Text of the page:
There’s a theory to happiness? Who knew? But even more than that, there is a science to happiness. We can know, with ever increasing certainty, what it is that makes a human happy. And surprisingly, it has very little to do with whether one has pain or not. In fact, research shows that six months after winning the lottery a person is less likely to be happy than someone who became a paraplegic six months prior. Crazy, right?
Happiness is in fact much more related to what we perceive to be possible as compared to what we currently are capable of. What we think we should have compared to what we actually have. What we think we should be able to do compared to what we actually can do. What we think we should be compared to what we are. What we think money should do for us instead of what it actually does.
Imagine you are out with your friends perusing a craft fair in the park. You are really enjoying yourself, relaxed and content to be browsing amongst the works of art and unique creations. You are just thinking to yourself what a fine day this is when suddenly you realize you are alone. Where did your friends go? Then you see them rounding the corner, each with a triple-decker ice cream cone. What were they thinking? Why didn’t they tell you where they were going? Why didn’t they bring you some!!?
Just moments ago, you were content and happy. Now you are angry. Your feelings are hurt. You are pouting. You won’t be happy until you go and get some ice cream as well. But what really changed?
The truth is - nothing. Nothing changed. Well, except what you believe. That is what changed. Contentment turned to anger when you suddenly believed that there was something you were missing.
People with chronic pain have to deal with this every day. Because, as we learned in my post Change your story, Chronic pain robs you of what is rightfully yours. It takes away so much that it is very hard not to feel just a little angry. There is a profound disconnect between what should be and what is. And your medical treatments only worsen the disconnect. Each new procedure, surgery or injection, every round of therapy and every new medication – all of these deliver much less than they promise. But maybe the next time it will be different. There must be something. A new pill. A new test. Another surgery.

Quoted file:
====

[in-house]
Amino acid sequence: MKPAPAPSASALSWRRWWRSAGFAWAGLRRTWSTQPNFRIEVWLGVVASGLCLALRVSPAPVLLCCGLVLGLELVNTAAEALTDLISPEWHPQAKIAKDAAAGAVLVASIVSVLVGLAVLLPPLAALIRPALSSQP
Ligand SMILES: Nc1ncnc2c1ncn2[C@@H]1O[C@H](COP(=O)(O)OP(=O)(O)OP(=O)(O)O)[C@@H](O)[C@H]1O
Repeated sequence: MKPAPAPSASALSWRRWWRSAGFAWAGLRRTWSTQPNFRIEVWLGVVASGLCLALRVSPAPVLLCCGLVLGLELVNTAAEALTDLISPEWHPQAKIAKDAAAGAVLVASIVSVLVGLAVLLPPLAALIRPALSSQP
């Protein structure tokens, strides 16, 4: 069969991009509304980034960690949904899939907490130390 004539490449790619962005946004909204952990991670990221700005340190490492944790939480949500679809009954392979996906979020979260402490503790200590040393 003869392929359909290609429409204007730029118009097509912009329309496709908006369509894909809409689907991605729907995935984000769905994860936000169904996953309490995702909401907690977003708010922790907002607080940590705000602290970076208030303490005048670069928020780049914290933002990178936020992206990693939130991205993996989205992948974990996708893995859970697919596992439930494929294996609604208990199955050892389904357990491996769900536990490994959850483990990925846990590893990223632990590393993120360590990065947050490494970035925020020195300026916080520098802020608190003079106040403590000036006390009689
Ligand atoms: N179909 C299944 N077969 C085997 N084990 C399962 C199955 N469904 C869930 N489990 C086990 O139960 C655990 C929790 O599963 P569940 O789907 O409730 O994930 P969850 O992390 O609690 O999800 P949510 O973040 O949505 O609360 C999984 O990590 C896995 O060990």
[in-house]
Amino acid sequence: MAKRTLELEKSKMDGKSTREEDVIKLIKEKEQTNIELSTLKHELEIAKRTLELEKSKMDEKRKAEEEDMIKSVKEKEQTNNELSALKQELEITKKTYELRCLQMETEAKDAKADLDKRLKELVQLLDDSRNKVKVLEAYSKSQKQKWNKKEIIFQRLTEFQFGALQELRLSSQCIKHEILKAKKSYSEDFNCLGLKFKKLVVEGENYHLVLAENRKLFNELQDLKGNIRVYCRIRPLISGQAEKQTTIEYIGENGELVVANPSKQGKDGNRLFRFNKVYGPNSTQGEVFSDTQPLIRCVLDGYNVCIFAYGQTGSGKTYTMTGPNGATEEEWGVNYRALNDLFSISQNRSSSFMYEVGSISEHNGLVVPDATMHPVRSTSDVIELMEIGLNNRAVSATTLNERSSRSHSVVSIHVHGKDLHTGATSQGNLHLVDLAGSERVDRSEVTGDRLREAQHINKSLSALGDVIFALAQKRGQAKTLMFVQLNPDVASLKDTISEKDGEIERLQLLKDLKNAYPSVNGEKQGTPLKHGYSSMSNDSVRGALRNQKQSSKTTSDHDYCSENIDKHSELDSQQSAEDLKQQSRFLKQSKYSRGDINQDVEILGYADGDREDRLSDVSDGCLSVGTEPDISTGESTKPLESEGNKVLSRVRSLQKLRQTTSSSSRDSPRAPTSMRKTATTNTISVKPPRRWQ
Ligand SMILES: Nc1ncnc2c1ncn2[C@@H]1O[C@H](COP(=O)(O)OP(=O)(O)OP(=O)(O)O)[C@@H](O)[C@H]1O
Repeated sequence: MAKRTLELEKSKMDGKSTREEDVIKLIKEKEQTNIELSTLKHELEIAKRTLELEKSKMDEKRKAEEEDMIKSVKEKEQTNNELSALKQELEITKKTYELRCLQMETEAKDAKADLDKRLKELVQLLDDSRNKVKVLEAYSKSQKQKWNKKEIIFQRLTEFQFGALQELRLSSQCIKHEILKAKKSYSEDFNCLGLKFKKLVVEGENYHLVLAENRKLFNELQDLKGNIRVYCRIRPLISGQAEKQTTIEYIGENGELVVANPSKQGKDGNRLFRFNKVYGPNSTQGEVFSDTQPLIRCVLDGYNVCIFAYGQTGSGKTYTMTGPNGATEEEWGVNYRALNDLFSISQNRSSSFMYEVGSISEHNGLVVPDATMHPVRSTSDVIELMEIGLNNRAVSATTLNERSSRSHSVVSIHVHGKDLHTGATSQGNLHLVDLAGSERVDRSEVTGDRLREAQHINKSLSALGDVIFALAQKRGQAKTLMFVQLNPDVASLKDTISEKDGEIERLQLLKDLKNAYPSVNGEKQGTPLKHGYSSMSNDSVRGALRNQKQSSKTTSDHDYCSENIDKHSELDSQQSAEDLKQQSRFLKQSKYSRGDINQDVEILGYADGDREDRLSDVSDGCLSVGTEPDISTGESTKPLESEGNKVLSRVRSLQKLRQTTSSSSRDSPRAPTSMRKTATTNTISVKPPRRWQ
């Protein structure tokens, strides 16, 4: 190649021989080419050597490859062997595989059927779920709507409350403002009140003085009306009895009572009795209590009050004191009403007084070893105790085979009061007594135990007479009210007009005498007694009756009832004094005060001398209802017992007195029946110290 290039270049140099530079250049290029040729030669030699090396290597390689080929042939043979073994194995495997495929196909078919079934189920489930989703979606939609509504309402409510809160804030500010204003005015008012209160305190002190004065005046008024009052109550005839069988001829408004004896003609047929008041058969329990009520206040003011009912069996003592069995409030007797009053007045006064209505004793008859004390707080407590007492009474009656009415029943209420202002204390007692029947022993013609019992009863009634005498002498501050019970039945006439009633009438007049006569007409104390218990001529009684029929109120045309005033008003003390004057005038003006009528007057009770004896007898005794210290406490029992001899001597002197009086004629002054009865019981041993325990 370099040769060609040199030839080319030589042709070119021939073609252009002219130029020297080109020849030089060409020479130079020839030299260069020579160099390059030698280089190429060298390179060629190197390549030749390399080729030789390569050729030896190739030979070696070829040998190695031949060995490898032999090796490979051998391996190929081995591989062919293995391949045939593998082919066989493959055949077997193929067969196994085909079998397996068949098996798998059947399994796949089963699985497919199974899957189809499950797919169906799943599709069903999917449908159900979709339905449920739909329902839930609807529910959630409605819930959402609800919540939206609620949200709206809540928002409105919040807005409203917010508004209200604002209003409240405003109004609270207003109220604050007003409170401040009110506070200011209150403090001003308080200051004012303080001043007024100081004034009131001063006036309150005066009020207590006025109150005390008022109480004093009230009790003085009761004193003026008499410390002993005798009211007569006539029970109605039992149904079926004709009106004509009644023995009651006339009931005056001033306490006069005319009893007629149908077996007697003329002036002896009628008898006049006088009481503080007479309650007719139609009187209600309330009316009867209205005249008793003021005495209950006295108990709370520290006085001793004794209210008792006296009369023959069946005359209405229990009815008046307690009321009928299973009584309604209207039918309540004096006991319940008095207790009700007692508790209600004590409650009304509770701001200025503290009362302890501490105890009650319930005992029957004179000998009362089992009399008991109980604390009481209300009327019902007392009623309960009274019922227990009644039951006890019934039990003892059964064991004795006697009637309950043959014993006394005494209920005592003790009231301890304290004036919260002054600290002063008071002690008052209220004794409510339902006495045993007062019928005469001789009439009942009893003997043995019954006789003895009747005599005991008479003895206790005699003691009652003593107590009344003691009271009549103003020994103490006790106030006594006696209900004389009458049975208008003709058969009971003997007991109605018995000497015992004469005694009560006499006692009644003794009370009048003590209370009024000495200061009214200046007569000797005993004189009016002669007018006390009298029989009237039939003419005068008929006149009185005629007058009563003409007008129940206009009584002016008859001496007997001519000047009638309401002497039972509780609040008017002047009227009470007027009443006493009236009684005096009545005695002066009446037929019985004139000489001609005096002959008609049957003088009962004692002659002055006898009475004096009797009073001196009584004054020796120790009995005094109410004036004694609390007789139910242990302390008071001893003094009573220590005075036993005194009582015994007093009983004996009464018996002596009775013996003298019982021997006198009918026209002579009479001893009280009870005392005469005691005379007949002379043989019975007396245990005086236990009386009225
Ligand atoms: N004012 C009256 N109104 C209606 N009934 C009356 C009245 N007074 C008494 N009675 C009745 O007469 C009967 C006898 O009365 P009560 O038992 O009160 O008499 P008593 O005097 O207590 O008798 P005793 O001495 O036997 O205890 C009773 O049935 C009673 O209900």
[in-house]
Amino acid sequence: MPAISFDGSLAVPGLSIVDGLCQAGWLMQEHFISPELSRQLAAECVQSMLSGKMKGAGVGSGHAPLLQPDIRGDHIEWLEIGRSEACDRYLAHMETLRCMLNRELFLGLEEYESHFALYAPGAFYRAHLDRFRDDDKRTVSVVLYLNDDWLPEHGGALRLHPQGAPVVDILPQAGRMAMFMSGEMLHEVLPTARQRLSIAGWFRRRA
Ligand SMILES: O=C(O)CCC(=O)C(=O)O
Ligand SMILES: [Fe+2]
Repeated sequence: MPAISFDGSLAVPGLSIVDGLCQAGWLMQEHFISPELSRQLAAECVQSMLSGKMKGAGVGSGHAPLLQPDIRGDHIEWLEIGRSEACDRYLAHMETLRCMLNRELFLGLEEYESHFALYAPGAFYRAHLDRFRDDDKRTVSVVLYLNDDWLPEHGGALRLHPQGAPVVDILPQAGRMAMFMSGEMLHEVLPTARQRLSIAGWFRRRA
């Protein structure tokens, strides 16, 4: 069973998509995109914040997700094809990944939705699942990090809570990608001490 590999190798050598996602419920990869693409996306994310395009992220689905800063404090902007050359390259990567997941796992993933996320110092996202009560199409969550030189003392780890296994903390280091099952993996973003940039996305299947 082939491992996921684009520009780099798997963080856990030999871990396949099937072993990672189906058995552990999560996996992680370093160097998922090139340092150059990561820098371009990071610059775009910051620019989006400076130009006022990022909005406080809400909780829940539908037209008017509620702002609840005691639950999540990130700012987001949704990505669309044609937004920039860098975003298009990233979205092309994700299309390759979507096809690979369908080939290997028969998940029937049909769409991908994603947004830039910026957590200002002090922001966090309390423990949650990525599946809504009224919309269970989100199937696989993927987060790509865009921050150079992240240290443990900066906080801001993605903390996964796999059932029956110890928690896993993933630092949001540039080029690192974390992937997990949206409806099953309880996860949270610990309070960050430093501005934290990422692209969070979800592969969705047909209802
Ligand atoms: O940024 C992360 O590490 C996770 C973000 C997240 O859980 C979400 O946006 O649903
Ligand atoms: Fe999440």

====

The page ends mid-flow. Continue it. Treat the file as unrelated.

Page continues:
If you believe that something is being held back, that something is finally going to end all the pain where nothing else has been able to, then you will inevitably be profoundly unhappy. And you will experience your pain in the form of profound suffering. What you need is acceptance. You have to find a way to bring your expectations and your reality closer together. Is this possible?
Absolutely this is possible. Acceptance of the reality of your pain and the reality of how that pain has changed your life is not only possible, it is necessary. Because when you do this, you will be happier than you have been since before your injury.
You may not be capable of what you used to be capable of, but you can still accomplish much. You may not have everything you would have had, but you can do something with what you do have. You may not be what you used to be or what you might have been, but you can still be something. You can still contribute. Learn. Create. Share. Experience. And you are not alone.
At Restored Horizons we provide some of our treatment in what we call shared medical appointments. Medical visits that are shared with other patients who have chronic pain just like you do. They each have their own story, their own journey. You can learn something from how they are re-writing the story of their pain. And they can learn from you. It can be tempting to turn these visits into “gripe” sessions, but with just a tiny bit of effort it is possible to learn from one another about what works. Because there is really no point in focusing on what doesn’t work.
What you believe is so very important that I will be bringing up this toping again in future posts. It is my true desire to see you living your life to the fullest extent possible. Let us work together to find a way to frame your life and your pain in terms of what is possible for you to experience and accomplish.